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Home / Browse / Van Buren, Skirmish at (August 12, 1864)

Skirmish at Van Buren (August 12, 1864)

Location:

Crawford County

Campaign:

None

Date:

August 12, 1864

Principal Commanders:

Lieutenant John C. Anderson (US); Unknown (CS)

Forces Engaged:

70 cavalry (US); 200 men (CS) 

Estimated Casualties:

Unknown (US); Unknown (CS)

Result:

Confederate victory

Fought in the aftermath of the July 31, 1864, Action at Fort Smith, this skirmish was just one of many that continued to take place in western Arkansas late in the Civil War.

Fort Smith (Sebastian County) served as an important Federal post at this point of the war, and nearby Van Buren (Crawford County) was also held by Union forces. The late July skirmish was one of only a few organized movements by Confederate forces against the fortified settlements. Federal troops more typically faced guerrilla attacks at this time.

Colonel Thomas Bowen of the Thirteenth Kansas Infantry served as commander of the Federal garrison at Van Buren and regularly reported to Brigadier General John Thayer, commander of the District of the Frontier with headquarters at Fort Smith. Bowen sent out regular patrols to search for enemy movements. One of these patrols under the command of Captain Marion Beeler attacked a group of bushwhackers on the night of August 11, 1864. This took place about twenty-five miles northeast of Van Buren. Several of the Federals were wounded in the skirmish, including Beeler, who later died from his wounds. Bowen sent out an ambulance and more troops to escort the soldiers back to Van Buren.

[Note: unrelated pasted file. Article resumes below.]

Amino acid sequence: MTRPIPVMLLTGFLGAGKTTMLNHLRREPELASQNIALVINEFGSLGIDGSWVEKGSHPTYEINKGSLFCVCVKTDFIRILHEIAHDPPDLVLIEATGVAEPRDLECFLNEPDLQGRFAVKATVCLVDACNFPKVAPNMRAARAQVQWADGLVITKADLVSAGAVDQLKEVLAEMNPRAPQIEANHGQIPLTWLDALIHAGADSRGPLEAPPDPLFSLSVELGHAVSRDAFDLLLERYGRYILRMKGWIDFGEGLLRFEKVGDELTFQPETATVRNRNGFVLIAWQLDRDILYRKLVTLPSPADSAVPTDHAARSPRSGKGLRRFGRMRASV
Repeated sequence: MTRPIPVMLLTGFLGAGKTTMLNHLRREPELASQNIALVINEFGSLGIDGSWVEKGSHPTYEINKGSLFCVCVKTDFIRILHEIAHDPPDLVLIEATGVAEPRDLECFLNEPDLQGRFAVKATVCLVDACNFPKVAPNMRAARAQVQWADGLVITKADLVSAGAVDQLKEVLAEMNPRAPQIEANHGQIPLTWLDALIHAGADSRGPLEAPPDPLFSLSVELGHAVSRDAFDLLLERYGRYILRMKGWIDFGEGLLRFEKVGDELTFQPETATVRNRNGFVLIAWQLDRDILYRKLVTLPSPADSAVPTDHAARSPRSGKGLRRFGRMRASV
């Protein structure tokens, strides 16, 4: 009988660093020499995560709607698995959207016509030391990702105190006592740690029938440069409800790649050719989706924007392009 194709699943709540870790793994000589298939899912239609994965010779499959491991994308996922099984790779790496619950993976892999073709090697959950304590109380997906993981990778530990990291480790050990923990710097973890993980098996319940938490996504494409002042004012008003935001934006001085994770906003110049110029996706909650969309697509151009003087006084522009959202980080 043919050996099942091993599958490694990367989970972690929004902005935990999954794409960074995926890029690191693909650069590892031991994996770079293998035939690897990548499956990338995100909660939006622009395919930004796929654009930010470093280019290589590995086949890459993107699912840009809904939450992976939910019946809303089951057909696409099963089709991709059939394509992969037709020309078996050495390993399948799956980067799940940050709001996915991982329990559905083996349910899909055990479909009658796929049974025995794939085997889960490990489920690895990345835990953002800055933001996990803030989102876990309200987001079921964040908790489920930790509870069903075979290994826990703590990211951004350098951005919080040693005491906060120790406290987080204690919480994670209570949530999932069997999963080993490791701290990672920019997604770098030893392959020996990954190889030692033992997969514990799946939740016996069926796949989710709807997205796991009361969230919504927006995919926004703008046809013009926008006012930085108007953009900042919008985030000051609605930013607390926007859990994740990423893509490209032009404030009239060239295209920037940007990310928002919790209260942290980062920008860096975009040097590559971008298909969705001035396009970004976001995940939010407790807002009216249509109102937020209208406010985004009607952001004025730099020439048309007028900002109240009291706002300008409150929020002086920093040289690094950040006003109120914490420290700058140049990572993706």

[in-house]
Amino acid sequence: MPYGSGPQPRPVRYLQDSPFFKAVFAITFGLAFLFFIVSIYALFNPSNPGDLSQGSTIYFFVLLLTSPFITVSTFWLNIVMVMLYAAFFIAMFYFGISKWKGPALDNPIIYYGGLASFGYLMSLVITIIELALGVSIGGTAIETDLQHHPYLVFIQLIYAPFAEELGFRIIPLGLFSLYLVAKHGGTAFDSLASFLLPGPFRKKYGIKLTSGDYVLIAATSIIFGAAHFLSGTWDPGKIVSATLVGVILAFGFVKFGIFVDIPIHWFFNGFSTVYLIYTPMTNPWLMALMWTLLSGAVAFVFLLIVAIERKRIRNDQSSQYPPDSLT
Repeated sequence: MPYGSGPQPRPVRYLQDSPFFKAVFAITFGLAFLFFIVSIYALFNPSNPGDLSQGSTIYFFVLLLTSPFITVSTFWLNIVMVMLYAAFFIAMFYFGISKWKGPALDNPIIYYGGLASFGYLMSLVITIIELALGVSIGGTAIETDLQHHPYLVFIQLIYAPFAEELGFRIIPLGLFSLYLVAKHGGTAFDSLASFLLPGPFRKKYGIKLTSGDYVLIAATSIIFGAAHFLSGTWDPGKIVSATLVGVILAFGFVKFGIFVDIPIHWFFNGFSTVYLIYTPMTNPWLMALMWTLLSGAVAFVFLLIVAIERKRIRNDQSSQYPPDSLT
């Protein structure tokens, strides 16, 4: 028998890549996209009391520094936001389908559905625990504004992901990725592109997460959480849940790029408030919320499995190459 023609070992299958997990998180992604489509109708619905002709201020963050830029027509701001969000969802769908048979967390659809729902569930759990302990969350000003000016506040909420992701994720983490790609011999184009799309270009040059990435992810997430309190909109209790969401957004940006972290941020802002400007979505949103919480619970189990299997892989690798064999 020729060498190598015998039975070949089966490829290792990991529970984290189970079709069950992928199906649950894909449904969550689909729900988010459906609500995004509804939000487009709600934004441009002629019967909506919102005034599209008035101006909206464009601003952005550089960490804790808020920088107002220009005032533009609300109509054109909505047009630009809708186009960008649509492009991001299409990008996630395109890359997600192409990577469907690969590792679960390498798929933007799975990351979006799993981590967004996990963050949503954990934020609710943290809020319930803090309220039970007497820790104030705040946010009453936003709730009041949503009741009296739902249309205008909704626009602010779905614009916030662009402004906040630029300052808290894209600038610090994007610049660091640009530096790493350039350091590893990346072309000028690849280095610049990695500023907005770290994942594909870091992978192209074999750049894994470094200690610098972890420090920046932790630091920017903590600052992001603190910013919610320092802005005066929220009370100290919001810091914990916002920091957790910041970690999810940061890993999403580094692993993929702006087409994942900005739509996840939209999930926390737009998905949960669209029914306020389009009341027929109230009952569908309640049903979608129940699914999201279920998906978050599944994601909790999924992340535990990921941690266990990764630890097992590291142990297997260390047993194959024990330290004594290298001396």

Even though his command had just suffered losses in combat, Bowen continued to send parties outside the city. On the morning of August 12, seventy men under the command of Lieutenant John Anderson of the Sixth Kansas Cavalry set out from Van Buren. This unit was tasked with escorting the mail and a sutler’s train.

About thirteen miles north of the city, the command was attacked near Lee’s Creek. The enemy numbered around 200 and quickly overwhelmed the Federals. The mail and the train were both lost, but only seven of the Union troops were unable to escape easily. No casualties for either side during the engagement were listed in Bowen’s report, and the fate of the remaining troops is not known.

An extremely brief skirmish, this fight demonstrates just how dangerous it was for Union troops in Arkansas outside of their fortified outposts.

For additional information:
The War of the Rebellion: A Compilation of the Official Records of the Union and Confederate Armies. Series 1, Vol. 41, Part II. Washington DC: Government Printing Office, 1889.

David Sesser
Henderson State University

Last Updated 5/4/2015

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